Ryne Sandberg inherited a mess when he took over as interim manager last summer, but his first spring training running the Phillies is off to an especially inauspicious beginning. He's already butted heads with Jimmy Rollins, benching him three straight days without explanation, and the two haven't spoken since Monday.
Fully recovered from a bout with "flu-like symptoms" more than a week ago, Rollins was surprised to find himself taken out of the starting lineup on Tuesday against Atlanta. Not just omitted, but actively taken out—his name was whited-out on the lineup card and replaced with Freddy Galvis's.
Rollins was again benched for yesterday's game against Baltimore. With no explanation given, reporters sought one. GM Ruben Amaro Jr. said that as far as he knew, Rollins was healthy (Sandberg later confirmed that), but passed the buck and told reporters to go ask Sandberg about his lineups. So they did.
"Freddy's a guy that will get playing time at various positions," Sandberg said. "He's a guy that I like in the lineup. I feel good about what he brings to the table. The biggest thing, I like his energy and his positive influence that he sets out there. He's a positive influence on everybody around him."
And what have you thought about Jimmy in that regard this spring?
"Uh, no comment," Sandberg said.
Ah, the no-comment of doom.
Speculation is already flying, naturally focusing on Rollins's history, which includes benchings for a perceived lack of hustle and for showing up late to the ballpark. Meanwhile Sandberg is the sort of first-time manager who demands his players bust their asses in and show up early to desultory March drills. That'll rub a lot of players the wrong way, especially a veteran who clashed with his last manager over just this sort of thing.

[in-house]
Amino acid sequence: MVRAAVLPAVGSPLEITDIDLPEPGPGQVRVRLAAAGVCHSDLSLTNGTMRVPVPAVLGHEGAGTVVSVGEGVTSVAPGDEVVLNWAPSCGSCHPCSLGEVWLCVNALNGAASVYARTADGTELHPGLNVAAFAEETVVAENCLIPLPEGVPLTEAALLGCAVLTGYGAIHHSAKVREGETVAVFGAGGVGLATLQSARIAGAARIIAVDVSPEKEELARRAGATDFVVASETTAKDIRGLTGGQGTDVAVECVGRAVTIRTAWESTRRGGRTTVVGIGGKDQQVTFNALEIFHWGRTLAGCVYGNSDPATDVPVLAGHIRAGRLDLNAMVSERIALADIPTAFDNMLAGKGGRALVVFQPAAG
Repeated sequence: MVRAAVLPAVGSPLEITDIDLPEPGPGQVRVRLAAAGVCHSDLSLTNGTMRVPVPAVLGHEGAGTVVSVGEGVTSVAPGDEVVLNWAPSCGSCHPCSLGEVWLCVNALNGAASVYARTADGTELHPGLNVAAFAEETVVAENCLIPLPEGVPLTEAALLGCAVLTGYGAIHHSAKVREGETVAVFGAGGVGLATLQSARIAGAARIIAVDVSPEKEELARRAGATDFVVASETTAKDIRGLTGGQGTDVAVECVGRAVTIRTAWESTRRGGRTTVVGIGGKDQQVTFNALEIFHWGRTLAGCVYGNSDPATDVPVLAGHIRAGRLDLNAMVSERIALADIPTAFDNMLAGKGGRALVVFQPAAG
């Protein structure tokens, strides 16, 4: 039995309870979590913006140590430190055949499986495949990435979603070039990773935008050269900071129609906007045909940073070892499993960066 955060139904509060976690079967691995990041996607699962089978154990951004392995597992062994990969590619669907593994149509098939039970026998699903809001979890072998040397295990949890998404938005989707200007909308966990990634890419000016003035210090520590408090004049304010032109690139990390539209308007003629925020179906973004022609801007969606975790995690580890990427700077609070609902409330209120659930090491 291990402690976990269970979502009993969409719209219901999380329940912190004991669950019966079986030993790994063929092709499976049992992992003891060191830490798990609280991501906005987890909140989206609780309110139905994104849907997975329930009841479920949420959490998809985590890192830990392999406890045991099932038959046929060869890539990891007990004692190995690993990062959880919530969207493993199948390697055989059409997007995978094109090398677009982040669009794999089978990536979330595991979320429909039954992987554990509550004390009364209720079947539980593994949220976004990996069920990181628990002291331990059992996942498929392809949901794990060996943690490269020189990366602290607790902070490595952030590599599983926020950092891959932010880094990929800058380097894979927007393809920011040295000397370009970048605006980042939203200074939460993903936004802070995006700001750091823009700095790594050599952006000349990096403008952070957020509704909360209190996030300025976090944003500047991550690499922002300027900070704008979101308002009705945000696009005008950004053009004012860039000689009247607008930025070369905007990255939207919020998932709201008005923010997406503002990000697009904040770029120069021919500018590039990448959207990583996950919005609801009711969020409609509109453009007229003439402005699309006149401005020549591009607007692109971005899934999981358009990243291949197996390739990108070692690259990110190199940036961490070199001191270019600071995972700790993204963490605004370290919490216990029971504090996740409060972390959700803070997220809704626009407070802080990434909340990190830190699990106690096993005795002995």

Rollins is again not in the lineup for this afternoon's game against the Yankees, and spoke to the media this morning after hearing of Sandberg's Wednesday comments. He was not particularly helpful in shedding light on what the speific problem is—"Obviously he is upset about something," Rollins said—but pretty much confirmed that there is a beef.
"Well, everyone is allowed to have their own opinion," Rollins said. "It doesn't make it right, but he's the manager so he gets to have the last say."
We might've guessed that a relationship between the intense, old-school Sandberg and the aloof, laid-back Rollins wouldn't end well. We didn't guess that it wouldn't start well either.